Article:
As we can see, the technology side of Energy Security and Net Zero is relatively easy. The real question is how to get there.

Economic and financing issues

Our electricity market is currently lumbered with an auction system that worked when electricity supply responded to price elasticity: when the prices rise, higher-cost producers enter the market and supply increases.

But with renewable energy this elasticity of supply no longer works: paying more doesn’t make the sun shine or the wind blow more. All the system does is ensure we pay the maximum possible costs for electricity supply and have hugely variable pricing.

In the past, trading energy (kWh) made sense.  Energy production had a real marginal cost, and because of the nature of our fossil-fuelled generation the system operator did not need to buy many balancing services – they came free with the energy. Balancing services are needed to keep supply and demand in balance on a sub-second basis to maintain the grid frequency at 50Hz. National Grid, the system operator, currently lists 15 balancing products that need to be bought to keep the system working, alongside the purchase of energy, and is considering more.  These are typically procured through auctions and add to the cost of energy.  However, these auctions compare apples with pears: a service provided in Cumbria has a different value to the system to one supplied in the South-East; the specifications for the products are wide to accommodate different technologies, but technologies that can ramp quickly or produce for a longer time are paid at the same rate as less valuable technologies if they meet the product specification.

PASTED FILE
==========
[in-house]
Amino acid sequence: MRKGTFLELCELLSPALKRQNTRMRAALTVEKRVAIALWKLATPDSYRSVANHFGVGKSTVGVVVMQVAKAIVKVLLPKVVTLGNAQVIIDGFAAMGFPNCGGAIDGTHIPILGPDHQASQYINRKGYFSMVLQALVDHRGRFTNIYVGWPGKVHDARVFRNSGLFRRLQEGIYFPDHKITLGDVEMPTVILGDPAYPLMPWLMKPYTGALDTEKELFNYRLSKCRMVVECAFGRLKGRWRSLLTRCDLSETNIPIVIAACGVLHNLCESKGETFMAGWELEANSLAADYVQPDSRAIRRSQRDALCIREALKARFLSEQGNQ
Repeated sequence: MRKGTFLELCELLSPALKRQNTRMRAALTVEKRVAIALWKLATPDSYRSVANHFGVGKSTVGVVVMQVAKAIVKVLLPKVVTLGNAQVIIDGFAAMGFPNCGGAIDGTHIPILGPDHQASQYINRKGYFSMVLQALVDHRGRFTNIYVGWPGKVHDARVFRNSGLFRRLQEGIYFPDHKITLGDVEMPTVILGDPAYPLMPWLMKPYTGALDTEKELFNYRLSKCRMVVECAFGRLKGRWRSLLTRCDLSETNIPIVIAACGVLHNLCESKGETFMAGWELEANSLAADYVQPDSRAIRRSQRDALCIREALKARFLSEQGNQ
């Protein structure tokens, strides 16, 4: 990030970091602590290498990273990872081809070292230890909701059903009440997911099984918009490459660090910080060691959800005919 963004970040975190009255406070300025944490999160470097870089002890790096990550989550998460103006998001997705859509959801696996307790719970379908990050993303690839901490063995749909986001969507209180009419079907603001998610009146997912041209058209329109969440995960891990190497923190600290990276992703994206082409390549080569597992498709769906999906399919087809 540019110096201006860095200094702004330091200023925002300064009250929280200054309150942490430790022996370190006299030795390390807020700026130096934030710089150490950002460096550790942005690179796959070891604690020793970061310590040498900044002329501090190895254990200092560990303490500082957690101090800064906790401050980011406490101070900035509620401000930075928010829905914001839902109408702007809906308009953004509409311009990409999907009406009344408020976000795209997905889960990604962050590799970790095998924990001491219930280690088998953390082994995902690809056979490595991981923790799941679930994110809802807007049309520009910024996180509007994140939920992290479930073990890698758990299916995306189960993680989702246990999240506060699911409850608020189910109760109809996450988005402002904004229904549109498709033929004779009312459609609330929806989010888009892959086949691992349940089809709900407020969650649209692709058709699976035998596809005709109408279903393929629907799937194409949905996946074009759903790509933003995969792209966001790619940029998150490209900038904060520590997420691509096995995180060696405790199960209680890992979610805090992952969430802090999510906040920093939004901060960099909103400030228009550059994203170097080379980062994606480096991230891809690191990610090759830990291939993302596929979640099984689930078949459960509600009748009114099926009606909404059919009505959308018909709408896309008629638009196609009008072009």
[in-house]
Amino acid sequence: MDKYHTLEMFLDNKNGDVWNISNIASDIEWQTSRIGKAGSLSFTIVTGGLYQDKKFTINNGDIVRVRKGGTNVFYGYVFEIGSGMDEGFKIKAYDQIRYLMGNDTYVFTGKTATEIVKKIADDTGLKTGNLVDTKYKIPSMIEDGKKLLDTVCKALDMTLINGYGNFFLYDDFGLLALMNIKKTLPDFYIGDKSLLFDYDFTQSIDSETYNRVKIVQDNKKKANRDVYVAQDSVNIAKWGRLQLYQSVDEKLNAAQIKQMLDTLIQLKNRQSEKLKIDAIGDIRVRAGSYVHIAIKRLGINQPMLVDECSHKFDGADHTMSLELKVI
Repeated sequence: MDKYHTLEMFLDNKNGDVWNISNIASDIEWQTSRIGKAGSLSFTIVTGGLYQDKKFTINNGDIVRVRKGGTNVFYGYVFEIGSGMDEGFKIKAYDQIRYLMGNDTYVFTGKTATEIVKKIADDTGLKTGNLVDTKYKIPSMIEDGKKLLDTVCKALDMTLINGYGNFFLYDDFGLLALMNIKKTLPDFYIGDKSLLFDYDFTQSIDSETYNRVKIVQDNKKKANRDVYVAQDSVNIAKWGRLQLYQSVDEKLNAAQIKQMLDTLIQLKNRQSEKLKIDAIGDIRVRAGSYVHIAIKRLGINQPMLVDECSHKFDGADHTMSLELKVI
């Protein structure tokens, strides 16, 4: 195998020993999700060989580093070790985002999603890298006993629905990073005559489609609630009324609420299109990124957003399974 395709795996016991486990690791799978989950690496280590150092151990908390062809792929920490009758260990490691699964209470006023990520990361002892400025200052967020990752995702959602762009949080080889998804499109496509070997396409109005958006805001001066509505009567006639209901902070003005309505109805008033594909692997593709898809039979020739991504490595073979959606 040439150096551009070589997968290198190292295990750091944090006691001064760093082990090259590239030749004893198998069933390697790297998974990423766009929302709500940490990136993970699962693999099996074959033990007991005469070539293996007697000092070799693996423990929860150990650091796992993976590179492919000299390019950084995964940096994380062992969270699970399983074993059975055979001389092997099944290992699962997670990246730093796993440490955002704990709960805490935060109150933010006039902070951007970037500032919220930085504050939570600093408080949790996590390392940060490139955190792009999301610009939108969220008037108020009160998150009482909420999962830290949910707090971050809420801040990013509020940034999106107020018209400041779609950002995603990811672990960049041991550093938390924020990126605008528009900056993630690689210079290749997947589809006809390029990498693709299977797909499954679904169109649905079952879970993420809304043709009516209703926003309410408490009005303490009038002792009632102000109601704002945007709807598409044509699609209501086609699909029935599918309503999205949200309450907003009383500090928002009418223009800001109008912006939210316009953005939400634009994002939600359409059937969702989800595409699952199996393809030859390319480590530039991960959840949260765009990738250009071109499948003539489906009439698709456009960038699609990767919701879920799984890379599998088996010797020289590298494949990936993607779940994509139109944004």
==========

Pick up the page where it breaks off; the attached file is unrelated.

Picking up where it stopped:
The electricity market is becoming increasingly complex, less functional and needlessly expensive. Dismantling this system will be a bold move, but is necessary to bring down the cost of energy.

In order to develop the most cost-effective, secure low-carbon energy system, the system operator, not the market, needs to specify and procure the capacity and hence the plants that are required, taking into account the ancillary services provided by each alongside the characteristics and quality of the energy.

In this way a fleet of plants can be built that will meet our energy needs and all of the system balancing service requirements at the lowest cost. Least cost system development planning used to be normal before the “dash for gas” and is still practiced in many countries.